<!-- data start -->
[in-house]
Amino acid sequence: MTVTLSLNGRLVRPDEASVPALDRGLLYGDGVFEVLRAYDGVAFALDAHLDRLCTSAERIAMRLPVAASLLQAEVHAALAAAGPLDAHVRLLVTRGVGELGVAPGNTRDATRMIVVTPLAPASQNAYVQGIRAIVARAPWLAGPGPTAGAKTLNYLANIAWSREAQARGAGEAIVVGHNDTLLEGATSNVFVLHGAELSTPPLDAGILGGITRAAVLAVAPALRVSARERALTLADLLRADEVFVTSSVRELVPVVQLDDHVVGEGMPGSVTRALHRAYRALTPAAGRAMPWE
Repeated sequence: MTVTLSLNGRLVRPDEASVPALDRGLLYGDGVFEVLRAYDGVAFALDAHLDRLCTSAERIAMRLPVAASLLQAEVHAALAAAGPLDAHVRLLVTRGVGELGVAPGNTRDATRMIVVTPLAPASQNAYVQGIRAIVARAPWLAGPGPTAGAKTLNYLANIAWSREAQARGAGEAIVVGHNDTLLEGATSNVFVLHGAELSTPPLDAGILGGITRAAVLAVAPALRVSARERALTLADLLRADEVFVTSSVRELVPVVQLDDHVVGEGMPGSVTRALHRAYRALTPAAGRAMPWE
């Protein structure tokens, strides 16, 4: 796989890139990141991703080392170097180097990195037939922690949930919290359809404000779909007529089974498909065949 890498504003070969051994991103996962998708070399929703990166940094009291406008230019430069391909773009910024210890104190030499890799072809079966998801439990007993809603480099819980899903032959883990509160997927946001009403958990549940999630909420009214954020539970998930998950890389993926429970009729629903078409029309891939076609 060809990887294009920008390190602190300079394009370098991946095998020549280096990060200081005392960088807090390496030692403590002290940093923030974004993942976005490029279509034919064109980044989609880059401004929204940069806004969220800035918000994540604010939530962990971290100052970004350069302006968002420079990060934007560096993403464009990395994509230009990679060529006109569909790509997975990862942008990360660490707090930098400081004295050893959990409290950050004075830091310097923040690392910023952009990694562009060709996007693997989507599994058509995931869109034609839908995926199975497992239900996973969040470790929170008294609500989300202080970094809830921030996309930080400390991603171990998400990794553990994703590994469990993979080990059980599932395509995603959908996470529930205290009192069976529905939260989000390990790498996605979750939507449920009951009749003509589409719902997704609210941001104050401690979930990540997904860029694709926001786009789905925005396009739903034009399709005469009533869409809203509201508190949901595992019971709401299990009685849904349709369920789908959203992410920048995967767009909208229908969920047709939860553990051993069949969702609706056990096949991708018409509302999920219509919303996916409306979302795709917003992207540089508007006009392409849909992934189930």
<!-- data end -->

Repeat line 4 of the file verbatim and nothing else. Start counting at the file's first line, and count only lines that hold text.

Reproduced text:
């Protein structure tokens, strides 16, 4: 796989890139990141991703080392170097180097990195037939922690949930919290359809404000779909007529089974498909065949 890498504003070969051994991103996962998708070399929703990166940094009291406008230019430069391909773009910024210890104190030499890799072809079966998801439990007993809603480099819980899903032959883990509160997927946001009403958990549940999630909420009214954020539970998930998950890389993926429970009729629903078409029309891939076609 060809990887294009920008390190602190300079394009370098991946095998020549280096990060200081005392960088807090390496030692403590002290940093923030974004993942976005490029279509034919064109980044989609880059401004929204940069806004969220800035918000994540604010939530962990971290100052970004350069302006968002420079990060934007560096993403464009990395994509230009990679060529006109569909790509997975990862942008990360660490707090930098400081004295050893959990409290950050004075830091310097923040690392910023952009990694562009060709996007693997989507599994058509995931869109034609839908995926199975497992239900996973969040470790929170008294609500989300202080970094809830921030996309930080400390991603171990998400990794553990994703590994469990993979080990059980599932395509995603959908996470529930205290009192069976529905939260989000390990790498996605979750939507449920009951009749003509589409719902997704609210941001104050401690979930990540997904860029694709926001786009789905925005396009739903034009399709005469009533869409809203509201508190949901595992019971709401299990009685849904349709369920789908959203992410920048995967767009909208229908969920047709939860553990051993069949969702609706056990096949991708018409509302999920219509919303996916409306979302795709917003992207540089508007006009392409849909992934189930």